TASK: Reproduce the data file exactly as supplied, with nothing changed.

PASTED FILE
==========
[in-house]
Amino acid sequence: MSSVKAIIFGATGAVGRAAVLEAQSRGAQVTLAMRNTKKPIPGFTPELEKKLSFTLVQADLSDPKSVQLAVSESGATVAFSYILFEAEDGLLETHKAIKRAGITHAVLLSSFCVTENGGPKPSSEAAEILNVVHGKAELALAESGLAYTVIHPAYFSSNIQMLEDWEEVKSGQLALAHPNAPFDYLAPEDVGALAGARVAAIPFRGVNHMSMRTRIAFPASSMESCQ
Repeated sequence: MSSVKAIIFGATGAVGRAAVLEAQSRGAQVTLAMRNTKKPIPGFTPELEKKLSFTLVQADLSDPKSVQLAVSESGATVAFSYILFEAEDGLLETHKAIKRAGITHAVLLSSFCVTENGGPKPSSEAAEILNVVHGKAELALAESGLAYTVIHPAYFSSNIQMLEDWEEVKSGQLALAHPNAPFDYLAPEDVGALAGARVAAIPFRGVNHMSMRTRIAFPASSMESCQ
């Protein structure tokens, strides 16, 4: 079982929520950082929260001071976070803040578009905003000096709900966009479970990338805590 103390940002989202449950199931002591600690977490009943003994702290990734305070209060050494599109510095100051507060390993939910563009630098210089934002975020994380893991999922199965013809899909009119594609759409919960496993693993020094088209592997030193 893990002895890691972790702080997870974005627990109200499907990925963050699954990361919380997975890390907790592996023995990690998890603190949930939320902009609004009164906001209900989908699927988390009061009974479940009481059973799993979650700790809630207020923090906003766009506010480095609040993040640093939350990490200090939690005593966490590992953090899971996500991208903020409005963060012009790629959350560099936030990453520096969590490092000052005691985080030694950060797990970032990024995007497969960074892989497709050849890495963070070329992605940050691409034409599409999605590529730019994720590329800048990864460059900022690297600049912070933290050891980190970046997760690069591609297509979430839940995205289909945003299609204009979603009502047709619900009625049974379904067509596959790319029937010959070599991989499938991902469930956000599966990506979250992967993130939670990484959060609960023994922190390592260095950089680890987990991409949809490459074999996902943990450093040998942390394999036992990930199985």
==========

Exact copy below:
[in-house]
Amino acid sequence: MSSVKAIIFGATGAVGRAAVLEAQSRGAQVTLAMRNTKKPIPGFTPELEKKLSFTLVQADLSDPKSVQLAVSESGATVAFSYILFEAEDGLLETHKAIKRAGITHAVLLSSFCVTENGGPKPSSEAAEILNVVHGKAELALAESGLAYTVIHPAYFSSNIQMLEDWEEVKSGQLALAHPNAPFDYLAPEDVGALAGARVAAIPFRGVNHMSMRTRIAFPASSMESCQ
Repeated sequence: MSSVKAIIFGATGAVGRAAVLEAQSRGAQVTLAMRNTKKPIPGFTPELEKKLSFTLVQADLSDPKSVQLAVSESGATVAFSYILFEAEDGLLETHKAIKRAGITHAVLLSSFCVTENGGPKPSSEAAEILNVVHGKAELALAESGLAYTVIHPAYFSSNIQMLEDWEEVKSGQLALAHPNAPFDYLAPEDVGALAGARVAAIPFRGVNHMSMRTRIAFPASSMESCQ
């Protein structure tokens, strides 16, 4: 079982929520950082929260001071976070803040578009905003000096709900966009479970990338805590 103390940002989202449950199931002591600690977490009943003994702290990734305070209060050494599109510095100051507060390993939910563009630098210089934002975020994380893991999922199965013809899909009119594609759409919960496993693993020094088209592997030193 893990002895890691972790702080997870974005627990109200499907990925963050699954990361919380997975890390907790592996023995990690998890603190949930939320902009609004009164906001209900989908699927988390009061009974479940009481059973799993979650700790809630207020923090906003766009506010480095609040993040640093939350990490200090939690005593966490590992953090899971996500991208903020409005963060012009790629959350560099936030990453520096969590490092000052005691985080030694950060797990970032990024995007497969960074892989497709050849890495963070070329992605940050691409034409599409999605590529730019994720590329800048990864460059900022690297600049912070933290050891980190970046997760690069591609297509979430839940995205289909945003299609204009979603009502047709619900009625049974379904067509596959790319029937010959070599991989499938991902469930956000599966990506979250992967993130939670990484959060609960023994922190390592260095950089680890987990991409949809490459074999996902943990450093040998942390394999036992990930199985």